News / Utah / 

Utah has nation's lowest rate of underage drinking

By Carole Mikita and David Self Newlin | Posted - Nov. 26, 2012 at 5:15 p.m.



Show 1 more video

This archived news story is available only for your personal, non-commercial use. Information in the story may be outdated or superseded by additional information. Reading or replaying the story in its archived form does not constitute a republication of the story.

SALT LAKE CITY — Utah has the lowest rate of underage drinking in the nation, according to the results of a new study by the Substance Abuse and Mental Health Services Administration. However, those who work with teens and substance abuse say there is still room for improvement.

Only 14.3 percent of Utah's 12- to 20-year-olds consumed alcohol in the last month, according to the survey. That compares to 26.6 percent nationwide.

The study combined data gathered between 2008 and 2010 for the National Survey on Drug Use and Health. Teens were asked to self-report whether they had consumed alcohol in the last month and whether they had purchased the alcohol themselves.

More than double the percentage of teens were drinking in the last month in Vermont, which came in at a whopping 37.0 percent.

Regionally, the northeast had the highest rates of consumption while the South had the lowest.

Just the stats
  • Combined 2008 to 2010 data indicate that 26.6 percent of persons aged 12 to 20 drank alcohol in the past month
  • Rates of underage past month alcohol use were among the lowest in Utah (14.3 percent) and among the highest in Vermont (37.0 percent)
  • Approximately 8.7 percent of past month drinkers aged 12 to 20 purchased their own alcohol the last time they drank
  • The rates of past month drinkers aged 12 to 20 buying their own alcohol were among the lowest in New Mexico (2.5 percent), Idaho (2.6 percent), and Oregon (2.6 percent), and among the highest in New York (15.0 percent)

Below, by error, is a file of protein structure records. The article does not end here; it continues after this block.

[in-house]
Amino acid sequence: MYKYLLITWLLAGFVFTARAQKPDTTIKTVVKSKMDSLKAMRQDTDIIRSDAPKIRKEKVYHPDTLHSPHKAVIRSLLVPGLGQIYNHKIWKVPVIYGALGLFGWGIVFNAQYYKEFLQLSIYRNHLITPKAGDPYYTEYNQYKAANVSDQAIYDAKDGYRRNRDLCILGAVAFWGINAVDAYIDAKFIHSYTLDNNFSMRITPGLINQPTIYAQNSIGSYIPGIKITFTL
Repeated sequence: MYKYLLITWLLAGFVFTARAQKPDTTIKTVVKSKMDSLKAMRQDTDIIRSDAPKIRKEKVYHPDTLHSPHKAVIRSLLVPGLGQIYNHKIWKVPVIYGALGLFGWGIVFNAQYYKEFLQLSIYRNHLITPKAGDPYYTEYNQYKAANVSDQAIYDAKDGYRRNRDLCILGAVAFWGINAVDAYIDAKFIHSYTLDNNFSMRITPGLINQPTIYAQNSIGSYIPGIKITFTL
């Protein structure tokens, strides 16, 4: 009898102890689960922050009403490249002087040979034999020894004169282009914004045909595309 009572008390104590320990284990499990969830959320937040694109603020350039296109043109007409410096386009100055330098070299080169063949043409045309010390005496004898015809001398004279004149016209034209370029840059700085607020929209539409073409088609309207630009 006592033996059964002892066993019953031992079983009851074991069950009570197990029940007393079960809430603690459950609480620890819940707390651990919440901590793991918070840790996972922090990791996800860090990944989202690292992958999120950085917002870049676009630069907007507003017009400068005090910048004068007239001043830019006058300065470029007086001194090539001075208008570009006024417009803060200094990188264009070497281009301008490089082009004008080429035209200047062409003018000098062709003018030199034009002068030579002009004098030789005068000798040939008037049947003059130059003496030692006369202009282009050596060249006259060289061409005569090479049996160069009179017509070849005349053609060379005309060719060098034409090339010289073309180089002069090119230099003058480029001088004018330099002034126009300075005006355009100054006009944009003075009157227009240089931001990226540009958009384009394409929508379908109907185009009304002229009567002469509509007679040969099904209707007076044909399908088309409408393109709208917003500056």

• Utah experts said the number is not surprising because there is less alcohol in homes generally, but they say we can be do better.

    Alcohol remains one of the most dangerous health issues for American teenagers. Doctors say it negatively affects family relationships, schoolwork and job performance.

    "In the lives of a child, it can impair your ability to actually function in society," said Primary Children's Center psychiatrist Scott Whittle.

    Though the rate of consumption might be low in Utah, there are still problems. According to the survey, it may be slightly easier for Utah's underage drinkers to purchase their own alcohol than in three other states.

    3.2 percent of Utah teens who drank in the last month purchased the alcohol that they drank themselves. That number was lowest In New Mexico at 2.5 percent, followed by Idaho and Oregon at 2.6 percent. New York came in highest with 15 percent.

    Generally though, that the rate of underage purchasing means Utah's laws are working at eliminating sales to youth. But it also means teens get alcohol at home or at a friend's house.

    Above all, SAMHSA officials stressed that underage drinking is a serious problem.

    "Underage drinking should not be a normal part of growing up," said SAMHSA Administrator Pamela S. Hyde. "It's a serious and persistent public health problem that puts our young people and our communities in danger."

    Hyde said underage drinking is associated with poor academic performance, sexual assault, injury and death.

    Alcohol still tops the list of abused substances in the state, according to Susahhah Burt, the program manager for Parents Empowered.

    "Kids are drinking as young as sixth grade and that's startling to a lot of parents and we often have the conversation too late," Burt said.

    No matter the statistic, if you are worried about your teen's drinking, help is available from organizations like Parents Empowered.

    "I think that there's a barrier for parents to bring children in, thinking that solutions are not available or they feel hopeless," Whittle said. "I'd like to tell people that isn't the case. That if they intervene, there are chances for good outcomes."

    Related Links

    Related Stories

    Carole Mikita
      David Self Newlin

        SIGN UP FOR THE KSL.COM NEWSLETTER

        Catch up on the top news and features from KSL.com, sent weekly.
        By subscribing, you acknowledge and agree to KSL.com's Terms of Use and Privacy Policy.

        KSL Weather Forecast